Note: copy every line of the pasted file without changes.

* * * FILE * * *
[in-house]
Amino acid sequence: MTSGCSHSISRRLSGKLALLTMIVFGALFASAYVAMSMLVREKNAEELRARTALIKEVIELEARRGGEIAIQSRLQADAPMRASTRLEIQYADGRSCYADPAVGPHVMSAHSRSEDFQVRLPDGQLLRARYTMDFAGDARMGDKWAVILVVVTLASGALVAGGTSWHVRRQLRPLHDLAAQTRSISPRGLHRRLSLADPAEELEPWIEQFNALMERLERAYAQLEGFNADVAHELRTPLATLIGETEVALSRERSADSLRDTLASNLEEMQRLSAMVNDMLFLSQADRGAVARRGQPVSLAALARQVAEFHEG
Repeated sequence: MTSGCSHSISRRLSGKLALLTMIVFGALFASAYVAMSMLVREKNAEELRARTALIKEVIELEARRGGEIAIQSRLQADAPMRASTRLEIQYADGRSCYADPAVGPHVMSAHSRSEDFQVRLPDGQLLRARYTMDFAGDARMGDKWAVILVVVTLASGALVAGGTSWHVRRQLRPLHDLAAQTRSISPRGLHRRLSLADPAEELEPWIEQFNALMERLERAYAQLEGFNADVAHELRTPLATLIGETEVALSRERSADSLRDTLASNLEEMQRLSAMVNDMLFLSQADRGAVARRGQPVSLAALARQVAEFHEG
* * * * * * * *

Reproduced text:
[in-house]
Amino acid sequence: MTSGCSHSISRRLSGKLALLTMIVFGALFASAYVAMSMLVREKNAEELRARTALIKEVIELEARRGGEIAIQSRLQADAPMRASTRLEIQYADGRSCYADPAVGPHVMSAHSRSEDFQVRLPDGQLLRARYTMDFAGDARMGDKWAVILVVVTLASGALVAGGTSWHVRRQLRPLHDLAAQTRSISPRGLHRRLSLADPAEELEPWIEQFNALMERLERAYAQLEGFNADVAHELRTPLATLIGETEVALSRERSADSLRDTLASNLEEMQRLSAMVNDMLFLSQADRGAVARRGQPVSLAALARQVAEFHEG
Repeated sequence: MTSGCSHSISRRLSGKLALLTMIVFGALFASAYVAMSMLVREKNAEELRARTALIKEVIELEARRGGEIAIQSRLQADAPMRASTRLEIQYADGRSCYADPAVGPHVMSAHSRSEDFQVRLPDGQLLRARYTMDFAGDARMGDKWAVILVVVTLASGALVAGGTSWHVRRQLRPLHDLAAQTRSISPRGLHRRLSLADPAEELEPWIEQFNALMERLERAYAQLEGFNADVAHELRTPLATLIGETEVALSRERSADSLRDTLASNLEEMQRLSAMVNDMLFLSQADRGAVARRGQPVSLAALARQVAEFHEG